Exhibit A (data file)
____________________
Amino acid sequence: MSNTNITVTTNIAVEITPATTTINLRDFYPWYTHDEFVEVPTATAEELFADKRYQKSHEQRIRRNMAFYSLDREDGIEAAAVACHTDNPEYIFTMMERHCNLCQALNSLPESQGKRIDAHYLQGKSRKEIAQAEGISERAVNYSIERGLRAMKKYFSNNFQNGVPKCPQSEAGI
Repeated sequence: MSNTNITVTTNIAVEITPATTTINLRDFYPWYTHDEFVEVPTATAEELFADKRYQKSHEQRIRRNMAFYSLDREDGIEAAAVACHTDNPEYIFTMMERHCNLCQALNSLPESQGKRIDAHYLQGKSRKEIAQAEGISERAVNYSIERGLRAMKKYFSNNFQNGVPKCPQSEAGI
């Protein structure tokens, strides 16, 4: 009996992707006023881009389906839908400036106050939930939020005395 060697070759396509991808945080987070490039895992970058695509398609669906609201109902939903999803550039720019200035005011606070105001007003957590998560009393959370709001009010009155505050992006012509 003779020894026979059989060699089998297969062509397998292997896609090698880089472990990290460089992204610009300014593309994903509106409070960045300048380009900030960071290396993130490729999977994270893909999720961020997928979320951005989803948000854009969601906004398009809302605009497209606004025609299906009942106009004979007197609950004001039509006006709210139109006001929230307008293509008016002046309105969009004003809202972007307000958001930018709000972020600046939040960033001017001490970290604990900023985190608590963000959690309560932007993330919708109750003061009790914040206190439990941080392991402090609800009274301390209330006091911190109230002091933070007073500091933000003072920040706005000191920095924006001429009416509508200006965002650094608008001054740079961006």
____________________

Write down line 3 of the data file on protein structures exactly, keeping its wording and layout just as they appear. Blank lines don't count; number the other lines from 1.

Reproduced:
């Protein structure tokens, strides 16, 4: 009996992707006023881009389906839908400036106050939930939020005395 060697070759396509991808945080987070490039895992970058695509398609669906609201109902939903999803550039720019200035005011606070105001007003957590998560009393959370709001009010009155505050992006012509 003779020894026979059989060699089998297969062509397998292997896609090698880089472990990290460089992204610009300014593309994903509106409070960045300048380009900030960071290396993130490729999977994270893909999720961020997928979320951005989803948000854009969601906004398009809302605009497209606004025609299906009942106009004979007197609950004001039509006006709210139109006001929230307008293509008016002046309105969009004003809202972007307000958001930018709000972020600046939040960033001017001490970290604990900023985190608590963000959690309560932007993330919708109750003061009790914040206190439990941080392991402090609800009274301390209330006091911190109230002091933070007073500091933000003072920040706005000191920095924006001429009416509508200006965002650094608008001054740079961006």